Residential child care
Last week you were provided with an introduction to residential child care. This week we will explore this form of child care provision in slightly more detail.
Residential child care is a form of child care provision where vulnerable children live with a group of other children looked after by paid staff who work on a shift basis and live elsewhere. The staff work in the lifespace of the children and young people, using this as the setting for the work they attempt to engage in. When talking about how residential child care is a unique environment, Mark Smith quoted Frank Ainsworth when he stated that:
Practitioners take as the theatre for their work the actual living situations as shared with and experienced by the child.
Ian Milligan, who delivered a talk in week four, picked up on this theme and in the following extract from Functions of Residential Child Care in the A to Z of Residential Childcare he begins to explain how the lifespace and daily life events can be used in a purposeful and potentially therapeutic manner with vulnerable children and young people living in a residential care setting:
Good residential work recognises that the ‘rhythms and routines’ of a home can in themselves provide a secure base for the children who live there, just as regular routines do in a nuclear or re-constituted family. It is in this context that many researchers have recognised the importance of the purposeful use of daily activities. Routines for getting up in the morning or settling at night, meal-time patterns, washing dishes, shopping, watching TV or kicking a ball about provide the context within which purposeful work can be done. All these ordinary activities of daily living offer the sensitive and attuned residential worker the possibility of building a relationship through two-way communication with children. The provision of nurturing and boundary-setting care allows the children and young people to have an experience similar to ordinary family life.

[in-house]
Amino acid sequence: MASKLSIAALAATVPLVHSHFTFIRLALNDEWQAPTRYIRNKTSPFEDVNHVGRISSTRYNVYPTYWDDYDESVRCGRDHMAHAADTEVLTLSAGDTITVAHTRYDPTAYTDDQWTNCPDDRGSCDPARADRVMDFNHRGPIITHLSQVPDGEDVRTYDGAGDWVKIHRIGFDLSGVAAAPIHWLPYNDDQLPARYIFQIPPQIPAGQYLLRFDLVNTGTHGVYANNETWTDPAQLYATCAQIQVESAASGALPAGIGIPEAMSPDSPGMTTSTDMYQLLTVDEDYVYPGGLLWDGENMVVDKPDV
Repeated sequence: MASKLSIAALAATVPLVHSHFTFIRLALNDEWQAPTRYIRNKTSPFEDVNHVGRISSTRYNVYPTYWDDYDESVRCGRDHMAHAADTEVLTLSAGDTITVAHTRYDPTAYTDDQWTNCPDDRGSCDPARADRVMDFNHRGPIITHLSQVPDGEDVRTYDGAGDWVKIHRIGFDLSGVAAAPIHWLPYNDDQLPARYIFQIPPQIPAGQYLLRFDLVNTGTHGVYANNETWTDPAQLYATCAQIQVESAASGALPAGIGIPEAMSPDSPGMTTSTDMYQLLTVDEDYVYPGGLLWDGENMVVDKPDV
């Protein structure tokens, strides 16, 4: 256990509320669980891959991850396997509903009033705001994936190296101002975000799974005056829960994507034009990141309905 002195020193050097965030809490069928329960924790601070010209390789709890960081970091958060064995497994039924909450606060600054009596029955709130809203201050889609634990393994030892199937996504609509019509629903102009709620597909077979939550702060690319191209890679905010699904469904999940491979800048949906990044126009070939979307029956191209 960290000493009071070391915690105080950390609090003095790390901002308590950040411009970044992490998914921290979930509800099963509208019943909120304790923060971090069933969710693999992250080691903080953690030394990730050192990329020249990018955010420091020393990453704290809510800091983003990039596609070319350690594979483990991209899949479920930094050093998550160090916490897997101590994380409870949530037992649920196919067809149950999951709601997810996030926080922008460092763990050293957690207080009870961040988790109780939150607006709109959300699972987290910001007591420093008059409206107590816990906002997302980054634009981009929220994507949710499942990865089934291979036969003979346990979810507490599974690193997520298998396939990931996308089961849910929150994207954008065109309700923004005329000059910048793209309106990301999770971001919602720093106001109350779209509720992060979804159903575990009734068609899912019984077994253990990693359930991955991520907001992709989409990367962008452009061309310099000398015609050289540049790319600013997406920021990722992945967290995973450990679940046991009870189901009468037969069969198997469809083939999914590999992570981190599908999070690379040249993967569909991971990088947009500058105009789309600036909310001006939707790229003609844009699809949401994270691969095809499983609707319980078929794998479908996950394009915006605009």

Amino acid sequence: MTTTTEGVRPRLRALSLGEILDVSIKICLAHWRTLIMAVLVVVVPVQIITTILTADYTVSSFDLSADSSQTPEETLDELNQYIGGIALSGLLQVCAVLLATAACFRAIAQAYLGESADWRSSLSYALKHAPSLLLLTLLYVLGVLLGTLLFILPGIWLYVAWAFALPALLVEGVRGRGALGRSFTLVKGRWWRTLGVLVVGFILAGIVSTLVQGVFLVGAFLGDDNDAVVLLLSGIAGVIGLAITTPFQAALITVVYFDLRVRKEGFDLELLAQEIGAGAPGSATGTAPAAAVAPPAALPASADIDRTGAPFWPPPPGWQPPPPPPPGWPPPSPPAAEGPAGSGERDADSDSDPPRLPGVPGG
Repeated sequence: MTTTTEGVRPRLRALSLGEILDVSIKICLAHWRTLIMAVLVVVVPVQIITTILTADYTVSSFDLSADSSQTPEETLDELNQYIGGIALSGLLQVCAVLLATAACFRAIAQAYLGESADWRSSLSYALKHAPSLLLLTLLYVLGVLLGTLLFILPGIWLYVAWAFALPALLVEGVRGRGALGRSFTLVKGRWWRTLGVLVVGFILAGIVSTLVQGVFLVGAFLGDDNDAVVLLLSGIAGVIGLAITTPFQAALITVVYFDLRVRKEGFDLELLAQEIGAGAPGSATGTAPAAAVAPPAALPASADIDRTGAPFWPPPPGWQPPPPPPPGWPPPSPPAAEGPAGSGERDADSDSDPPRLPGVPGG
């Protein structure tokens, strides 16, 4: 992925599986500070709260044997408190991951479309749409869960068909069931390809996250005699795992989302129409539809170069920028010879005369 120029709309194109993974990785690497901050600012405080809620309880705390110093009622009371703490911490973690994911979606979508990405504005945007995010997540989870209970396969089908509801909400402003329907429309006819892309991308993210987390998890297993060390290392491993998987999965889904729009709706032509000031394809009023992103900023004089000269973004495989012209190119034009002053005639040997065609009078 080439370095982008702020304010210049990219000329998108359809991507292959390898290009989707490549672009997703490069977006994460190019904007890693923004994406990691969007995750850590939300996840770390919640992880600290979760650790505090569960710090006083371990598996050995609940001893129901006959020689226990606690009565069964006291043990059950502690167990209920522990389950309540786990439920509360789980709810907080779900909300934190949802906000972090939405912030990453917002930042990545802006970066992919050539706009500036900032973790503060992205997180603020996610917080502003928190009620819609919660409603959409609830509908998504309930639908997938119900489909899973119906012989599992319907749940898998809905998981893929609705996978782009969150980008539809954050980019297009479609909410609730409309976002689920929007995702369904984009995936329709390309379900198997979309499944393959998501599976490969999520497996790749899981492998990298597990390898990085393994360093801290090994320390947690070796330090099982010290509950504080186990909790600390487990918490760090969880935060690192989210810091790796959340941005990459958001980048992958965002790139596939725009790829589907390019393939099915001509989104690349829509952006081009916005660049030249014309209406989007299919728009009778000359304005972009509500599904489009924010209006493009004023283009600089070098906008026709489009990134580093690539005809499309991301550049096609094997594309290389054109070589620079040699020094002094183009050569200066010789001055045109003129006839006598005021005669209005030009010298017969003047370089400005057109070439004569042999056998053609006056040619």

Children’s on-going daily experience of being cared for and cared about can also provide them with a foundation on which they can begin to talk about their deeper concerns or worries with a residential worker they have come to like and trust. It is this possibility that can make residential care ‘therapeutic’ and is sometimes called ‘counselling on the hoof’. Although it does not require professional training in counselling, it does require understanding of the basics of being a good, active listener, and the ability to reflect, non-judgementally, on what is happening. Many experienced residential workers will recall occasions when they have been side-by-side with a young person, typically when washing dishes, or perhaps when driving in a car, when the young person has surprised them by choosing to speak about a sensitive subject. There is no doubt that this has happened because the young person has been able to chose the time and place and when they do not have to have face-to-face eye contact.
The sources listed in the ‘see also’ section below were used when creating this week’s materials - you can consult them for more information on the topic.
© University of Strathclyde